Expanded 529 Plans Offer Unique Estate Planning Benefits
09.03.19 | T&E Chat
If you’re putting aside money for college or other educational expenses, consider a tax-advantaged 529 savings plan. Also known as “college savings plans,” 529 plans were expanded by the Tax Cuts and Jobs Act (TCJA) to cover elementary and secondary school expenses as well. And while these plans are best known as an educational funding vehicle, they also offer estate planning benefits.
What Do 529 Plans Cover?
529 plans allow you to contribute a substantial amount of cash (lifetime contribution limits can reach as high as $350,000 or more, depending on the plan) to a tax-advantaged investment account. While contributions are nondeductible on the federal level, some states such as New York, do allow deductions. Contributed funds accumulate tax-free and may be withdrawn tax-free provided they’re used for “qualified education expenses.”
Qualified expenses include tuition, fees, books, supplies, equipment, room and board and, under the TCJA, up to $10,000 per year in elementary or secondary school expenses. Earnings used for other purposes are subject to income tax and a 10% penalty.
What Are the Estate Planning Benefits?
These plans are unique among estate planning vehicles. Ordinarily, to shield assets from estate taxes, you must permanently relinquish all control over them. But contributions to a 529 plan are considered “completed gifts” — which means the assets are removed from your taxable estate, together with all future earnings on those assets — even though you retain considerable control over the money. For example, unlike most other estate planning vehicles, you can control the timing of distributions, change beneficiaries, move the funds into another 529 plan, or even cancel the plan and get your money back (subject to taxes and penalties).
As a completed gift, a 529 plan contribution is eligible for the annual gift tax exclusion (currently $15,000). But unlike other vehicles, you can bunch up to five years’ worth of annual exclusions into one year. This allows you to contribute up to $75,000 in one year, without triggering gift or generation-skipping transfer (GST) taxes, and without using up any of your lifetime exemption. There are implications, however, if you don’t survive the five years.
Why Does it Matter?
You might think that these benefits are of little value now that the TCJA has temporarily doubled the lifetime gift and estate tax exemption to an inflation-adjusted $10 million ($20 million for married couples who design their estate plans properly). This year, the exemption amount is $11.4 million ($22.8 million for married couples).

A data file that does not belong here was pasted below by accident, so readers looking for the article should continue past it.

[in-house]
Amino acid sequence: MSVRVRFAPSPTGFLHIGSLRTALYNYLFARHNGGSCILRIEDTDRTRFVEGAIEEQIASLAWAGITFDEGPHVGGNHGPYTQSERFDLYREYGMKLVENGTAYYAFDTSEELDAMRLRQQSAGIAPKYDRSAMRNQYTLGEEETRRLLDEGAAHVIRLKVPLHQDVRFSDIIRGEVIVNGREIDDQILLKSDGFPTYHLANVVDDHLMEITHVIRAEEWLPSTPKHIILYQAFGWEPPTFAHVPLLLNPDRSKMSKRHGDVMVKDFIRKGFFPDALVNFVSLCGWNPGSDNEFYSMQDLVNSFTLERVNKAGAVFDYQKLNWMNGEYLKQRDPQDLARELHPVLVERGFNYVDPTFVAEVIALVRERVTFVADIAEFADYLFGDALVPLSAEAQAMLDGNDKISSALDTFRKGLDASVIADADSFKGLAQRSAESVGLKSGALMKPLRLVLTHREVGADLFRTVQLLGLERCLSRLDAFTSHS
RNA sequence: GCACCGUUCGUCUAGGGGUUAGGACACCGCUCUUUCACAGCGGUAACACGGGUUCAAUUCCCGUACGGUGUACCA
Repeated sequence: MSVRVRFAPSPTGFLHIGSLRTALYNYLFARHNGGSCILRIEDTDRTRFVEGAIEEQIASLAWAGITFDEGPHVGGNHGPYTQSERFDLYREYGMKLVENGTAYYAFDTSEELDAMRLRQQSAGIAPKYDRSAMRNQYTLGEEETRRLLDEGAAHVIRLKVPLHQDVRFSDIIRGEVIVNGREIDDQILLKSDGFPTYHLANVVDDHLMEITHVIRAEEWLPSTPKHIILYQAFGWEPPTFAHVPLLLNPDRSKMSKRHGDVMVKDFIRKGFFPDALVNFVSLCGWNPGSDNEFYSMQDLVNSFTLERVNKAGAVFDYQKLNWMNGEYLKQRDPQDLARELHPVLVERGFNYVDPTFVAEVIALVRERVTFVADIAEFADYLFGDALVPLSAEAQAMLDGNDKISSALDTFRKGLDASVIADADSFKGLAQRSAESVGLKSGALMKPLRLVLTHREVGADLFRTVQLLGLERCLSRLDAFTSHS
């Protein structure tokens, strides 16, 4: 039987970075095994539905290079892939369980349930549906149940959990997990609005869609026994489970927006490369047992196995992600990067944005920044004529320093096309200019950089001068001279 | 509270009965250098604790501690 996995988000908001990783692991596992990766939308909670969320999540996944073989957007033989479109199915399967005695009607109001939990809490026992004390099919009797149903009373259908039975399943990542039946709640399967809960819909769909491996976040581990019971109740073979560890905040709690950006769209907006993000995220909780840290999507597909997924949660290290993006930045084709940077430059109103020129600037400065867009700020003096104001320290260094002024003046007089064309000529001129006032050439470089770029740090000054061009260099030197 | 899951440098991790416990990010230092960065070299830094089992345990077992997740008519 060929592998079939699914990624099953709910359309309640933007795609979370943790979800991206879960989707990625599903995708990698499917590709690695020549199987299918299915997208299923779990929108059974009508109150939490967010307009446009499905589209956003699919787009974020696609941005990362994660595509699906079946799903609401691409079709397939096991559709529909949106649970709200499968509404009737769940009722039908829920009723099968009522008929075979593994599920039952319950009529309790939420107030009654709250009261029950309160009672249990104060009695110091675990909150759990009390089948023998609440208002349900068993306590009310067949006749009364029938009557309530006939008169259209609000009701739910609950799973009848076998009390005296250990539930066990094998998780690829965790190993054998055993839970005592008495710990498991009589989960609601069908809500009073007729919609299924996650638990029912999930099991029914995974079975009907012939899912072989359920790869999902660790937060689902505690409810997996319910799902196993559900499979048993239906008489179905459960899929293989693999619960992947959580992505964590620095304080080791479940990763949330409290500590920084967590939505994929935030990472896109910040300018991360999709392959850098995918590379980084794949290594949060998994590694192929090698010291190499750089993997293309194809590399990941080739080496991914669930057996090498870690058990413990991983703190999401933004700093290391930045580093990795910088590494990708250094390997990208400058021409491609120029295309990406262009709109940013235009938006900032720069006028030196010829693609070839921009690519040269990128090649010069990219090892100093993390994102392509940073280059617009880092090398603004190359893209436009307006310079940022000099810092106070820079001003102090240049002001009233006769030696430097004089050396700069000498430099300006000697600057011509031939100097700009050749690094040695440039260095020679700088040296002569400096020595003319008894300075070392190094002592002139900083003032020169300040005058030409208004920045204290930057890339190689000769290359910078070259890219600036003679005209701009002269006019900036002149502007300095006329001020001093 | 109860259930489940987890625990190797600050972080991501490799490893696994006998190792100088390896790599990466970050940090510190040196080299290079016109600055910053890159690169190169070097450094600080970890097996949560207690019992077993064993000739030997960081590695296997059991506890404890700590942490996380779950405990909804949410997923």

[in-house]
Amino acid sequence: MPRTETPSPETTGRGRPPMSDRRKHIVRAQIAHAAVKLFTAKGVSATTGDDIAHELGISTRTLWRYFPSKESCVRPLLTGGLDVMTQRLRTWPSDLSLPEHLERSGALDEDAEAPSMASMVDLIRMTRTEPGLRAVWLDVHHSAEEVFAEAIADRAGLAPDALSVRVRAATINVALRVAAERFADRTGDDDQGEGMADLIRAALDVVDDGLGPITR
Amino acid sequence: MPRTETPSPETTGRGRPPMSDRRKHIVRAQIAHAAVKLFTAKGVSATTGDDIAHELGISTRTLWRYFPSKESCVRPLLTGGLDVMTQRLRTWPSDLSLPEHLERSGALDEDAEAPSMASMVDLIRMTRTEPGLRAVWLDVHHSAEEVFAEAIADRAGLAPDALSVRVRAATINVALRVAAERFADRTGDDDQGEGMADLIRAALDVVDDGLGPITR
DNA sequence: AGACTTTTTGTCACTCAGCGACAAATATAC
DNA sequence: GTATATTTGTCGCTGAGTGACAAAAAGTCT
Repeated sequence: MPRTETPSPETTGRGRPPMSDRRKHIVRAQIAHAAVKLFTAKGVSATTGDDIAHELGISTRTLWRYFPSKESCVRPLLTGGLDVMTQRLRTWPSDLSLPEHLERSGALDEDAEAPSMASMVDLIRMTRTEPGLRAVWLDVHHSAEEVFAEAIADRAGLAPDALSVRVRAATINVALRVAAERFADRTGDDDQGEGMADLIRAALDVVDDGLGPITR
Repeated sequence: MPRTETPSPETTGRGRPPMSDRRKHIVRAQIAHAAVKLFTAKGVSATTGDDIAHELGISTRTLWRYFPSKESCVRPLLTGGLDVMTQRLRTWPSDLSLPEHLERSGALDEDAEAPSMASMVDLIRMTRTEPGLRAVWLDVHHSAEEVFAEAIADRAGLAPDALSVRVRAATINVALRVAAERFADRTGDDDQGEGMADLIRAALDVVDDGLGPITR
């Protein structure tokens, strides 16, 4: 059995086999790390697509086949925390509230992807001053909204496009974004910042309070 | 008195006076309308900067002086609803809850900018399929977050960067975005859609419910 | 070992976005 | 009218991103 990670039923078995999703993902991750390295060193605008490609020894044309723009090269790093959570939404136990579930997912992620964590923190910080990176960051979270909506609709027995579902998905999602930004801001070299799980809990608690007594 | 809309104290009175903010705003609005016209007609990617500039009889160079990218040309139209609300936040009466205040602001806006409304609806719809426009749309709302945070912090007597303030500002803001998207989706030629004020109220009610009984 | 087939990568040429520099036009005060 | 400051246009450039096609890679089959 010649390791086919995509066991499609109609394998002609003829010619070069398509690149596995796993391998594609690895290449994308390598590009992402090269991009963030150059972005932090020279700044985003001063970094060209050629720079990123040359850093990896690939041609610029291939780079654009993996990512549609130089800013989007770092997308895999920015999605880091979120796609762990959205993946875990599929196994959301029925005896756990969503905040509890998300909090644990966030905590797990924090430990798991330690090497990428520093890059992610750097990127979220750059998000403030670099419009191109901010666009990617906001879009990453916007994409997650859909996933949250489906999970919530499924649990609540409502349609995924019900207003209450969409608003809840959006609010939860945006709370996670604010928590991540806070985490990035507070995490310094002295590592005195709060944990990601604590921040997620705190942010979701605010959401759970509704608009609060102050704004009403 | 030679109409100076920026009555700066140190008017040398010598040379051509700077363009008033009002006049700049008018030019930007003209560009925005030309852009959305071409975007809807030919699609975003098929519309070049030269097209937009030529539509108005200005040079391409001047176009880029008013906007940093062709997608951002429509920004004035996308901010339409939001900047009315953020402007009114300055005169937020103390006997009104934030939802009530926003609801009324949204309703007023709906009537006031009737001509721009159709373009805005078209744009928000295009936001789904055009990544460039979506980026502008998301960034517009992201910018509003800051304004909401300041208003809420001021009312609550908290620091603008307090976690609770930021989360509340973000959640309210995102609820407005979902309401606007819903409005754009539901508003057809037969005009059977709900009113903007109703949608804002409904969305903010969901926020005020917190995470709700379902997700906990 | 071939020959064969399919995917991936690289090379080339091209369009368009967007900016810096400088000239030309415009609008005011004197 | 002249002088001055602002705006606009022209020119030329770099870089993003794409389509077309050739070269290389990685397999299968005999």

After all, few families are currently affected by these taxes. But it’s still a good idea to shield wealth from potential estate and income taxes and to make the most of your annual exclsion. In fact, for families with more moderate incomes, the state income tax deduction can be a major benefit:
In New York, taxpayers can deduct $5,000 ($10,000 for married couples filing jointly) of contributions to a 529 Plan on their state income tax returns. Plan earnings and qualified distributions are exempt from state income tax.
Be aware that the new federal exemptions are scheduled to return to their previous levels after 2025 and there’s nothing to stop lawmakers from reducing the exemption in the future. 529 plans and other traditional estate planning tools provide some insurance against future estate tax changes.
Contact us and your trust and estate attorney to learn more about how a 529 plan can help achieve your estate planning and education goals. You can reach me at SDitman@BerdonLLP.com or contact to your Berdon advisor.
Scott T. Ditman, a tax partner and Chair, Personal Wealth Services at Berdon LLP, advises high net worth individuals and family/owner-managed business clients on building, preserving, and transferring wealth, estate and income tax issues, and succession and financial planning.